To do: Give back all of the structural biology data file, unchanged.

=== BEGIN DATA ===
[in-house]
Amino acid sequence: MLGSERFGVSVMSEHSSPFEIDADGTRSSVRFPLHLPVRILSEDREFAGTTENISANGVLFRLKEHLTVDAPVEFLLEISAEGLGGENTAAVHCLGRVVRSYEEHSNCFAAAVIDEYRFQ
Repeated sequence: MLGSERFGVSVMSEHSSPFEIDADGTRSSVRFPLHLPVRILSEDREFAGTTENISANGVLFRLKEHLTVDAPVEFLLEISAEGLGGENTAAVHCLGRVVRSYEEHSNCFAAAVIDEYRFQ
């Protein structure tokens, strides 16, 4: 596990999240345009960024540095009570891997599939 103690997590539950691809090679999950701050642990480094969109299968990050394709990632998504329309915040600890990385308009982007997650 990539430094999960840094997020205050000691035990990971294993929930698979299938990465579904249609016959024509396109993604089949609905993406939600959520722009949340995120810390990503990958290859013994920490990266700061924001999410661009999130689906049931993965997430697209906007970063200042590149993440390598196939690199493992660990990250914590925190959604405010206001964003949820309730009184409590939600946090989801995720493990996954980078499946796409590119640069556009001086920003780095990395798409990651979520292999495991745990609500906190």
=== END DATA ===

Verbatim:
[in-house]
Amino acid sequence: MLGSERFGVSVMSEHSSPFEIDADGTRSSVRFPLHLPVRILSEDREFAGTTENISANGVLFRLKEHLTVDAPVEFLLEISAEGLGGENTAAVHCLGRVVRSYEEHSNCFAAAVIDEYRFQ
Repeated sequence: MLGSERFGVSVMSEHSSPFEIDADGTRSSVRFPLHLPVRILSEDREFAGTTENISANGVLFRLKEHLTVDAPVEFLLEISAEGLGGENTAAVHCLGRVVRSYEEHSNCFAAAVIDEYRFQ
């Protein structure tokens, strides 16, 4: 596990999240345009960024540095009570891997599939 103690997590539950691809090679999950701050642990480094969109299968990050394709990632998504329309915040600890990385308009982007997650 990539430094999960840094997020205050000691035990990971294993929930698979299938990465579904249609016959024509396109993604089949609905993406939600959520722009949340995120810390990503990958290859013994920490990266700061924001999410661009999130689906049931993965997430697209906007970063200042590149993440390598196939690199493992660990990250914590925190959604405010206001964003949820309730009184409590939600946090989801995720493990996954980078499946796409590119640069556009001086920003780095990395798409990651979520292999495991745990609500906190």